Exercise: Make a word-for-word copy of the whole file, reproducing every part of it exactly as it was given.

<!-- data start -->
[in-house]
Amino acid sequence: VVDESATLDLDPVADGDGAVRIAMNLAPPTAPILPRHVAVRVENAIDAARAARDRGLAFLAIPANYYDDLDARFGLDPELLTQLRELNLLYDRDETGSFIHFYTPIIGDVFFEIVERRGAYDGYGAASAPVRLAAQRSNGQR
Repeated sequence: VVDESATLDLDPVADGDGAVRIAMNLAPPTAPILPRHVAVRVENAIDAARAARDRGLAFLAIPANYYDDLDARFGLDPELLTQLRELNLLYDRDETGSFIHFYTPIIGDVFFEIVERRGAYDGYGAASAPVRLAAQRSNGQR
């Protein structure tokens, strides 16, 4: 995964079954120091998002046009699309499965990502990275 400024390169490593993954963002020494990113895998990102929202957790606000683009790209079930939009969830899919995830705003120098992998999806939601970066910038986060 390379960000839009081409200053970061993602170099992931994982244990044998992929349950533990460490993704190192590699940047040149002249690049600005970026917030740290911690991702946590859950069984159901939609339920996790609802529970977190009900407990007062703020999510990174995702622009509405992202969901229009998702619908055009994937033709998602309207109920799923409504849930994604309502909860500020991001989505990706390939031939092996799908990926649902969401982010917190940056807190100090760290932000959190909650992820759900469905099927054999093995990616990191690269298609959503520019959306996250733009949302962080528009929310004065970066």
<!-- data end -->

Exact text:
[in-house]
Amino acid sequence: VVDESATLDLDPVADGDGAVRIAMNLAPPTAPILPRHVAVRVENAIDAARAARDRGLAFLAIPANYYDDLDARFGLDPELLTQLRELNLLYDRDETGSFIHFYTPIIGDVFFEIVERRGAYDGYGAASAPVRLAAQRSNGQR
Repeated sequence: VVDESATLDLDPVADGDGAVRIAMNLAPPTAPILPRHVAVRVENAIDAARAARDRGLAFLAIPANYYDDLDARFGLDPELLTQLRELNLLYDRDETGSFIHFYTPIIGDVFFEIVERRGAYDGYGAASAPVRLAAQRSNGQR
């Protein structure tokens, strides 16, 4: 995964079954120091998002046009699309499965990502990275 400024390169490593993954963002020494990113895998990102929202957790606000683009790209079930939009969830899919995830705003120098992998999806939601970066910038986060 390379960000839009081409200053970061993602170099992931994982244990044998992929349950533990460490993704190192590699940047040149002249690049600005970026917030740290911690991702946590859950069984159901939609339920996790609802529970977190009900407990007062703020999510990174995702622009509405992202969901229009998702619908055009994937033709998602309207109920799923409504849930994604309502909860500020991001989505990706390939031939092996799908990926649902969401982010917190940056807190100090760290932000959190909650992820759900469905099927054999093995990616990191690269298609959503520019959306996250733009949302962080528009929310004065970066």